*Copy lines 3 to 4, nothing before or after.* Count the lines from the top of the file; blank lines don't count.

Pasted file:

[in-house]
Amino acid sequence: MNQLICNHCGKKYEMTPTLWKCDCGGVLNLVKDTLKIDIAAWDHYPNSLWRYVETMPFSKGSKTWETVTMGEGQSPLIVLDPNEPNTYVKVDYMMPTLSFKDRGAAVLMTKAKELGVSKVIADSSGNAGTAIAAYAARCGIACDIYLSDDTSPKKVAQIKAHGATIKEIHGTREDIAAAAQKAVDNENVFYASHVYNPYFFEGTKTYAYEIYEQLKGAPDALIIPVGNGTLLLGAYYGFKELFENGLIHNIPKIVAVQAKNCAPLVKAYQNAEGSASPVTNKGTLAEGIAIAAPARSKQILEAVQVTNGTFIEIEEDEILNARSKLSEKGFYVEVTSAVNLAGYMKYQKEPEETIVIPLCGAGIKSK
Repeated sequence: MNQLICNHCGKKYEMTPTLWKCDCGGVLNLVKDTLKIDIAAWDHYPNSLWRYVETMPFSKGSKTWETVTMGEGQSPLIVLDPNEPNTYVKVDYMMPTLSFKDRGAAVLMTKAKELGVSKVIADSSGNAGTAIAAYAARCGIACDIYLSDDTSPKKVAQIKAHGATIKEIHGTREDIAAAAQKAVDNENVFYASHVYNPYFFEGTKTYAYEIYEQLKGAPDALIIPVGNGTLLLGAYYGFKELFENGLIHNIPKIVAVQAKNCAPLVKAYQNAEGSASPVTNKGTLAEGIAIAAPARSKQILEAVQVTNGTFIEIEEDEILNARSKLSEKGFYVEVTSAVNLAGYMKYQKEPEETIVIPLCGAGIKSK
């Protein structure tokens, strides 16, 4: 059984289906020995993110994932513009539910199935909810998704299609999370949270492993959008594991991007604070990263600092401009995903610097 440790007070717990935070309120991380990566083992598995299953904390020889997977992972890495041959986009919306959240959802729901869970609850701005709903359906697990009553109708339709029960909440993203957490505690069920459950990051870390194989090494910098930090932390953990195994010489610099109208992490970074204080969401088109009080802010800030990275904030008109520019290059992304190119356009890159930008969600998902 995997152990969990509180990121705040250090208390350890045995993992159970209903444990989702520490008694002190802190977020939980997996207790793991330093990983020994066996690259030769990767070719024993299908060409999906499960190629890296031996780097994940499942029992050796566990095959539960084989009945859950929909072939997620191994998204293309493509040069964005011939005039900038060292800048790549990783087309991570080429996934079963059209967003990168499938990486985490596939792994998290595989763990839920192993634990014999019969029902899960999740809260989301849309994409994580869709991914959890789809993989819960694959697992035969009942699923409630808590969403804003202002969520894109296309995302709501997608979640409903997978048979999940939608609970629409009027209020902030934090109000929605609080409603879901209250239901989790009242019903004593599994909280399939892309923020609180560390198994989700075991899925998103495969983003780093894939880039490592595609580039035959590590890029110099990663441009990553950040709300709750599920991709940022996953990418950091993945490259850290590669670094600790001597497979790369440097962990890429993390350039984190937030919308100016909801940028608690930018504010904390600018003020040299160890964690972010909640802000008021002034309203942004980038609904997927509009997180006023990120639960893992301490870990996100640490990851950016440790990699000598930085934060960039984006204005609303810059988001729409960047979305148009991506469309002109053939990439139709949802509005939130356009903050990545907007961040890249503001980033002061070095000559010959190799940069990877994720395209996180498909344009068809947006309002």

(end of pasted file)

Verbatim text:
Repeated sequence: MNQLICNHCGKKYEMTPTLWKCDCGGVLNLVKDTLKIDIAAWDHYPNSLWRYVETMPFSKGSKTWETVTMGEGQSPLIVLDPNEPNTYVKVDYMMPTLSFKDRGAAVLMTKAKELGVSKVIADSSGNAGTAIAAYAARCGIACDIYLSDDTSPKKVAQIKAHGATIKEIHGTREDIAAAAQKAVDNENVFYASHVYNPYFFEGTKTYAYEIYEQLKGAPDALIIPVGNGTLLLGAYYGFKELFENGLIHNIPKIVAVQAKNCAPLVKAYQNAEGSASPVTNKGTLAEGIAIAAPARSKQILEAVQVTNGTFIEIEEDEILNARSKLSEKGFYVEVTSAVNLAGYMKYQKEPEETIVIPLCGAGIKSK
């Protein structure tokens, strides 16, 4: 059984289906020995993110994932513009539910199935909810998704299609999370949270492993959008594991991007604070990263600092401009995903610097 440790007070717990935070309120991380990566083992598995299953904390020889997977992972890495041959986009919306959240959802729901869970609850701005709903359906697990009553109708339709029960909440993203957490505690069920459950990051870390194989090494910098930090932390953990195994010489610099109208992490970074204080969401088109009080802010800030990275904030008109520019290059992304190119356009890159930008969600998902 995997152990969990509180990121705040250090208390350890045995993992159970209903444990989702520490008694002190802190977020939980997996207790793991330093990983020994066996690259030769990767070719024993299908060409999906499960190629890296031996780097994940499942029992050796566990095959539960084989009945859950929909072939997620191994998204293309493509040069964005011939005039900038060292800048790549990783087309991570080429996934079963059209967003990168499938990486985490596939792994998290595989763990839920192993634990014999019969029902899960999740809260989301849309994409994580869709991914959890789809993989819960694959697992035969009942699923409630808590969403804003202002969520894109296309995302709501997608979640409903997978048979999940939608609970629409009027209020902030934090109000929605609080409603879901209250239901989790009242019903004593599994909280399939892309923020609180560390198994989700075991899925998103495969983003780093894939880039490592595609580039035959590590890029110099990663441009990553950040709300709750599920991709940022996953990418950091993945490259850290590669670094600790001597497979790369440097962990890429993390350039984190937030919308100016909801940028608690930018504010904390600018003020040299160890964690972010909640802000008021002034309203942004980038609904997927509009997180006023990120639960893992301490870990996100640490990851950016440790990699000598930085934060960039984006204005609303810059988001729409960047979305148009991506469309002109053939990439139709949802509005939130356009903050990545907007961040890249503001980033002061070095000559010959190799940069990877994720395209996180498909344009068809947006309002």